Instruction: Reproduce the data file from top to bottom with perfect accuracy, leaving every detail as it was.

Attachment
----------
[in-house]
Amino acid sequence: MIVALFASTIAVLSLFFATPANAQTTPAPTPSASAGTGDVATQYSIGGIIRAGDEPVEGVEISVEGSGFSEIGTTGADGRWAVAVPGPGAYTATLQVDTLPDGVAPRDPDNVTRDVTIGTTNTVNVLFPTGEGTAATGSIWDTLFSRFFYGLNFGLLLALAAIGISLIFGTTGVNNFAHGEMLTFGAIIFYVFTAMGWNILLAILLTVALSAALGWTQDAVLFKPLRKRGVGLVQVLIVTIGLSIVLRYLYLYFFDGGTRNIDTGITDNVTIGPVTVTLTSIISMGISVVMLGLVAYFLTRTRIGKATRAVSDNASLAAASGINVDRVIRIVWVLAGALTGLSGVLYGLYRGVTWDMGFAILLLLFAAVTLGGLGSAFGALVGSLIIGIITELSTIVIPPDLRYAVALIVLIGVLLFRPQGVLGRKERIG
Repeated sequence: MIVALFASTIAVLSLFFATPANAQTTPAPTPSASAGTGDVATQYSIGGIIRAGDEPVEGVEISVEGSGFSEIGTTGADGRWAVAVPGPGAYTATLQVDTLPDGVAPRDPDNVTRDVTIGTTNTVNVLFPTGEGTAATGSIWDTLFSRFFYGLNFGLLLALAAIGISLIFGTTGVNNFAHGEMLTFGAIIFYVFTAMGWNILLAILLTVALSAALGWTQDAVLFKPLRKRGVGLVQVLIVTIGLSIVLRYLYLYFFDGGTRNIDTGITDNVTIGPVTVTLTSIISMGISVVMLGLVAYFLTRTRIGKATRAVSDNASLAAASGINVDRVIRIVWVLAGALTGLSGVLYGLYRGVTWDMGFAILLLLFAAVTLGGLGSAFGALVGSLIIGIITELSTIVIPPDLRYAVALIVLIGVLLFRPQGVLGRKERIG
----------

[in-house]
Amino acid sequence: MIVALFASTIAVLSLFFATPANAQTTPAPTPSASAGTGDVATQYSIGGIIRAGDEPVEGVEISVEGSGFSEIGTTGADGRWAVAVPGPGAYTATLQVDTLPDGVAPRDPDNVTRDVTIGTTNTVNVLFPTGEGTAATGSIWDTLFSRFFYGLNFGLLLALAAIGISLIFGTTGVNNFAHGEMLTFGAIIFYVFTAMGWNILLAILLTVALSAALGWTQDAVLFKPLRKRGVGLVQVLIVTIGLSIVLRYLYLYFFDGGTRNIDTGITDNVTIGPVTVTLTSIISMGISVVMLGLVAYFLTRTRIGKATRAVSDNASLAAASGINVDRVIRIVWVLAGALTGLSGVLYGLYRGVTWDMGFAILLLLFAAVTLGGLGSAFGALVGSLIIGIITELSTIVIPPDLRYAVALIVLIGVLLFRPQGVLGRKERIG
Repeated sequence: MIVALFASTIAVLSLFFATPANAQTTPAPTPSASAGTGDVATQYSIGGIIRAGDEPVEGVEISVEGSGFSEIGTTGADGRWAVAVPGPGAYTATLQVDTLPDGVAPRDPDNVTRDVTIGTTNTVNVLFPTGEGTAATGSIWDTLFSRFFYGLNFGLLLALAAIGISLIFGTTGVNNFAHGEMLTFGAIIFYVFTAMGWNILLAILLTVALSAALGWTQDAVLFKPLRKRGVGLVQVLIVTIGLSIVLRYLYLYFFDGGTRNIDTGITDNVTIGPVTVTLTSIISMGISVVMLGLVAYFLTRTRIGKATRAVSDNASLAAASGINVDRVIRIVWVLAGALTGLSGVLYGLYRGVTWDMGFAILLLLFAAVTLGGLGSAFGALVGSLIIGIITELSTIVIPPDLRYAVALIVLIGVLLFRPQGVLGRKERIG